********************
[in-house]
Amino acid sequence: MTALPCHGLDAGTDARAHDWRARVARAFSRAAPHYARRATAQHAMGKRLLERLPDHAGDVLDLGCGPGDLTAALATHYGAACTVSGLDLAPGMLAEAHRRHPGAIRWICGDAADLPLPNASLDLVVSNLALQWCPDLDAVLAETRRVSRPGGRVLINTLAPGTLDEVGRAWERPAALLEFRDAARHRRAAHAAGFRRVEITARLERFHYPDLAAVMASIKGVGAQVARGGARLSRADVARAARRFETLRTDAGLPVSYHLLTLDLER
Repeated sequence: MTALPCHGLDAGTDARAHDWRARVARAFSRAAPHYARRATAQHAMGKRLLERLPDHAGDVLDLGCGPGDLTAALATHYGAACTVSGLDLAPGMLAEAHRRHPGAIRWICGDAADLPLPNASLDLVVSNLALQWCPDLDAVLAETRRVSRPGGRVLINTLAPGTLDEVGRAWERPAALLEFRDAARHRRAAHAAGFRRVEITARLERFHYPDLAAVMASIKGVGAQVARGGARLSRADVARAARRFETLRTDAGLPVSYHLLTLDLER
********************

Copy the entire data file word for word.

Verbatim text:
[in-house]
Amino acid sequence: MTALPCHGLDAGTDARAHDWRARVARAFSRAAPHYARRATAQHAMGKRLLERLPDHAGDVLDLGCGPGDLTAALATHYGAACTVSGLDLAPGMLAEAHRRHPGAIRWICGDAADLPLPNASLDLVVSNLALQWCPDLDAVLAETRRVSRPGGRVLINTLAPGTLDEVGRAWERPAALLEFRDAARHRRAAHAAGFRRVEITARLERFHYPDLAAVMASIKGVGAQVARGGARLSRADVARAARRFETLRTDAGLPVSYHLLTLDLER
Repeated sequence: MTALPCHGLDAGTDARAHDWRARVARAFSRAAPHYARRATAQHAMGKRLLERLPDHAGDVLDLGCGPGDLTAALATHYGAACTVSGLDLAPGMLAEAHRRHPGAIRWICGDAADLPLPNASLDLVVSNLALQWCPDLDAVLAETRRVSRPGGRVLINTLAPGTLDEVGRAWERPAALLEFRDAARHRRAAHAAGFRRVEITARLERFHYPDLAAVMASIKGVGAQVARGGARLSRADVARAARRFETLRTDAGLPVSYHLLTLDLER